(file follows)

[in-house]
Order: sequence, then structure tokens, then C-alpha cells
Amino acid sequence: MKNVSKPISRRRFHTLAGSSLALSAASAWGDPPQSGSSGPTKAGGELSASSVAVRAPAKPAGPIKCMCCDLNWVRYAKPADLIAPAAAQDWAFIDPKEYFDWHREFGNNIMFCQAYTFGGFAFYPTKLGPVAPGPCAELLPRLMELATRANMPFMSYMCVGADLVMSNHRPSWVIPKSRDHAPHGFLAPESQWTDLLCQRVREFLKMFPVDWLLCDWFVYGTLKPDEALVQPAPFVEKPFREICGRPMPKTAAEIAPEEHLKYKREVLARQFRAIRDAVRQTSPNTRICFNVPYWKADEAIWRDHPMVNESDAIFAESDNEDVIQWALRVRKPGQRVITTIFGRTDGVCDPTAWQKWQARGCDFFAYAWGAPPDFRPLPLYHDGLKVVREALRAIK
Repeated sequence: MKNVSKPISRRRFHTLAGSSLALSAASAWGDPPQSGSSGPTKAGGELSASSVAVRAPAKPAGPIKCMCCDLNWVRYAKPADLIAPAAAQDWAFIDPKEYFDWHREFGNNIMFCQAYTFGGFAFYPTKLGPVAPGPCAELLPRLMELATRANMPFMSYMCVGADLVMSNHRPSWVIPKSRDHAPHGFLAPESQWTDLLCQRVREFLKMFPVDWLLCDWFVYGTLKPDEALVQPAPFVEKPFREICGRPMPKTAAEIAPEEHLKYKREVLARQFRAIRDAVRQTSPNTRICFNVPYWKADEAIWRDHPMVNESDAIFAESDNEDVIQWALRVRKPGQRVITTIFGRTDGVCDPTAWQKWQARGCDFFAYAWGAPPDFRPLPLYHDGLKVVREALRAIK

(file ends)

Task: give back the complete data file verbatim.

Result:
[in-house]
Order: sequence, then structure tokens, then C-alpha cells
Amino acid sequence: MKNVSKPISRRRFHTLAGSSLALSAASAWGDPPQSGSSGPTKAGGELSASSVAVRAPAKPAGPIKCMCCDLNWVRYAKPADLIAPAAAQDWAFIDPKEYFDWHREFGNNIMFCQAYTFGGFAFYPTKLGPVAPGPCAELLPRLMELATRANMPFMSYMCVGADLVMSNHRPSWVIPKSRDHAPHGFLAPESQWTDLLCQRVREFLKMFPVDWLLCDWFVYGTLKPDEALVQPAPFVEKPFREICGRPMPKTAAEIAPEEHLKYKREVLARQFRAIRDAVRQTSPNTRICFNVPYWKADEAIWRDHPMVNESDAIFAESDNEDVIQWALRVRKPGQRVITTIFGRTDGVCDPTAWQKWQARGCDFFAYAWGAPPDFRPLPLYHDGLKVVREALRAIK
Repeated sequence: MKNVSKPISRRRFHTLAGSSLALSAASAWGDPPQSGSSGPTKAGGELSASSVAVRAPAKPAGPIKCMCCDLNWVRYAKPADLIAPAAAQDWAFIDPKEYFDWHREFGNNIMFCQAYTFGGFAFYPTKLGPVAPGPCAELLPRLMELATRANMPFMSYMCVGADLVMSNHRPSWVIPKSRDHAPHGFLAPESQWTDLLCQRVREFLKMFPVDWLLCDWFVYGTLKPDEALVQPAPFVEKPFREICGRPMPKTAAEIAPEEHLKYKREVLARQFRAIRDAVRQTSPNTRICFNVPYWKADEAIWRDHPMVNESDAIFAESDNEDVIQWALRVRKPGQRVITTIFGRTDGVCDPTAWQKWQARGCDFFAYAWGAPPDFRPLPLYHDGLKVVREALRAIK